Members of the veterans’ committee discussed forming groups designed to address specific issues facing student veterans at the committee’s first meeting Tuesday.
Forrest Lane, director of student organizations and facilitator of the veterans’ committee, said the purpose of the meeting was to funnel the 26 members into focus groups to address the issues facing veterans on campus, including the complexity of veteran benefits, housing requirements, how to identify veterans from the general population and training faculty and staff to better understand issues with veterans in the academia.
Compiling services offered on campus, like counseling, and comparing established programs at other universities and using them as models will be the focus of two of the groups which will be formed to gather information into a proposal, Lane said. Another group will focus on identifying veterans on campus, Lane said.
Lane said the purpose of the committee is to write a proposal to present to Don Mills, vice chancellor for student affairs, by the end of August. The proposal will tier recommendations to provide a meaningful way to implement the suggestions, Lane said.
“It is in a lot of ways a wish list that we hope can be contextualized,” Lane said.
Jonathan Roark, director of emergency preparedness and a veteran who served in the Navy for 24 years, said he would like to see an all-student veteran group formed to help the committee write the proposal since it would be directly affecting them.
Roark said he had originally wanted to form a veterans-only group because when he left the Navy, he missed the close relationships he had formed there.
“When I got out, I missed my Navy family,” Roark said. “When I got here, I asked, ‘Where are our veterans?'”
Roark said he would like to see a sponsor program formed where a veteran entering the university will have someone to guide him or her through the enrollment process, especially when taking into consideration the special requirements and benefits offered for veterans.
Chris Simcho, junior strategic communications major and a Marine for five years, said one of the issues all veterans face when making the transition between serving and entering school is the number of hours transferred.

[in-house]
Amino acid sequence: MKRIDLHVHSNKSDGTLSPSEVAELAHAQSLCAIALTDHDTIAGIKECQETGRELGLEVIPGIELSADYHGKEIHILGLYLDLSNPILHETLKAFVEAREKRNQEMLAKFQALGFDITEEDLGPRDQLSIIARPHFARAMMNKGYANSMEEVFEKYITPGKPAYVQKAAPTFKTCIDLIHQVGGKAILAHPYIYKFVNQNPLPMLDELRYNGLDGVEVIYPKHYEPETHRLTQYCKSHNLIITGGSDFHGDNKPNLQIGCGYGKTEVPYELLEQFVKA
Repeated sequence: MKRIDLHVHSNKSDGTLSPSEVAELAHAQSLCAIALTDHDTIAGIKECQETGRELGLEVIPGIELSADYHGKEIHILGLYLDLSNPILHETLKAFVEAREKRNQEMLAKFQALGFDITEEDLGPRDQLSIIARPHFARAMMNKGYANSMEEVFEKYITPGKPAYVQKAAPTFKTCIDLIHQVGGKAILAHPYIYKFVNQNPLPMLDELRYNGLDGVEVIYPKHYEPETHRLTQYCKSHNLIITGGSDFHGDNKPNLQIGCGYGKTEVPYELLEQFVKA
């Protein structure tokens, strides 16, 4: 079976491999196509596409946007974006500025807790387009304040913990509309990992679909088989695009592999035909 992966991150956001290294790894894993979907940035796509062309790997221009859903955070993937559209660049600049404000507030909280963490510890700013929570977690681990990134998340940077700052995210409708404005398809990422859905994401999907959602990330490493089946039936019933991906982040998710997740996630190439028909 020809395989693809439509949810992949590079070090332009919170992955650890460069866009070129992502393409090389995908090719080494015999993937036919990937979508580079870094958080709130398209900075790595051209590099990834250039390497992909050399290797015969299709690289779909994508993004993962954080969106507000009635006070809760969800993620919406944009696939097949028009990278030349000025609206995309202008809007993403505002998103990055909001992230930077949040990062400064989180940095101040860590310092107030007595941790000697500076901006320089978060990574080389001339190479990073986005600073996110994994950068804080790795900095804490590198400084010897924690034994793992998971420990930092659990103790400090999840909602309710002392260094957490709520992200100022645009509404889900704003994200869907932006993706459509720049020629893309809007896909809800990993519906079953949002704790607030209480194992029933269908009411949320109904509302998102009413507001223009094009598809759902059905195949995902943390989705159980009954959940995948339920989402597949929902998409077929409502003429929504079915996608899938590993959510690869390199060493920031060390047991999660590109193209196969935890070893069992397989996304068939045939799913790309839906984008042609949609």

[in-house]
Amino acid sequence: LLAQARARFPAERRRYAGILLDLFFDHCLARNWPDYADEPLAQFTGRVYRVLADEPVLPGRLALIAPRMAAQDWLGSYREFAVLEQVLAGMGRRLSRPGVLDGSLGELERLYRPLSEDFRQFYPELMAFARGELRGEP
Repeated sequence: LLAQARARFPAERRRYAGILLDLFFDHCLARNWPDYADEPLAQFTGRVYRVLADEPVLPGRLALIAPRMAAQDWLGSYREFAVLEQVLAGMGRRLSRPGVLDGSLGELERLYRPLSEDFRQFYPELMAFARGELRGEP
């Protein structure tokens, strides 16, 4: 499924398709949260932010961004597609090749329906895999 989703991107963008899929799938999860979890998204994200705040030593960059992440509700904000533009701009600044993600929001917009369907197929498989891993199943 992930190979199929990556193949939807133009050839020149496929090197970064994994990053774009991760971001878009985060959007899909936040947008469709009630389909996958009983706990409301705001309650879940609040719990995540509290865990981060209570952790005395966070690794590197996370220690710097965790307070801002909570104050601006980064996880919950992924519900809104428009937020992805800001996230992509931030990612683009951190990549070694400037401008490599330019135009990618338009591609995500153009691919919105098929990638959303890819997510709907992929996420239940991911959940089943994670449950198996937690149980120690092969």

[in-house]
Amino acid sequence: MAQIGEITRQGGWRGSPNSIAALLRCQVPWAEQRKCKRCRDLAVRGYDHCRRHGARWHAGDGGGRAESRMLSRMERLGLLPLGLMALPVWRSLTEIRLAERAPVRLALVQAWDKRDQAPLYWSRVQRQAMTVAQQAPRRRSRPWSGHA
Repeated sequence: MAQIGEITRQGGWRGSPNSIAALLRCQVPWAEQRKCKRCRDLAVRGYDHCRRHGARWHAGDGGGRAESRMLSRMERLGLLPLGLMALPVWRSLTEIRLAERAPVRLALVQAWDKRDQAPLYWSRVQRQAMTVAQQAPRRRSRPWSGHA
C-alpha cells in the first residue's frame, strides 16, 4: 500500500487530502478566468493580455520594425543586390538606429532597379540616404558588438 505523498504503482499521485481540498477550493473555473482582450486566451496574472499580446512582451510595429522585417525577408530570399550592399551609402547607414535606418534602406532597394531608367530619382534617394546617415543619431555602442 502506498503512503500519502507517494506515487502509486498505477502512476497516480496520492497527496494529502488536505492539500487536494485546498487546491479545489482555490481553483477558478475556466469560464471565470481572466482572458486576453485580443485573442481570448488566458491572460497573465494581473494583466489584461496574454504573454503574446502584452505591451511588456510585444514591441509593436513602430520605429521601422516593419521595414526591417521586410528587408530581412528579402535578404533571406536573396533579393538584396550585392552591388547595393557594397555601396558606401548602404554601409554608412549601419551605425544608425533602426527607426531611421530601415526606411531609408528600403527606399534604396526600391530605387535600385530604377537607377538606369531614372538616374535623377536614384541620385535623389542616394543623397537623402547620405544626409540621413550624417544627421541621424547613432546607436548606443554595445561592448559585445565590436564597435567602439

When serving in the military, all members must take classes in basic English, math, science and classes focusing on cultures that will be encountered in the future, Simcho said. Upon entering college, universities transfer only the minimum, Simcho said.
“I had 36 hours from my military background and TCU only took four, and that was for boot camp as a P.E. credit,” Simcho said. “I understand not everything can be transferred, but some would be nice … especially if it’s for the cultural or global awareness courses.”
Lane said there is a possibility a fourth group will be created to focus on compiling financial information for veterans and to take a closer look at the Yellow Ribbon Program.
According to the GI Bill Web site, the Yellow Ribbon Program allows institutions of higher education in the United States to voluntarily enter into an agreement with Veteran Affairs to fund tuition expenses that exceed the highest public in-state undergraduate tuition rate. If a veteran attends a private institution, the program will cover up to the highest public in-state tuition rate, and the university may pay up to 50 percent of the difference, while Veteran Affairs will match the same amount.
Lane said prospective veteran students who are looking into the university will see the support system and Yellow Ribbon Program as an advantage.
“There is a lot of support for veterans on campus,” Lane said. “We’re just looking for a venue to show that.”
Austin Onyeche, an employee of the physical plant and freshman at Tarrant County College, said he is in the process of making the transition from someone who served in the Navy for four years to a prospective TCU student.
“It’s a great thing what the committee is trying to do,” Onyeche said. “It’s a testament to a community that cares.”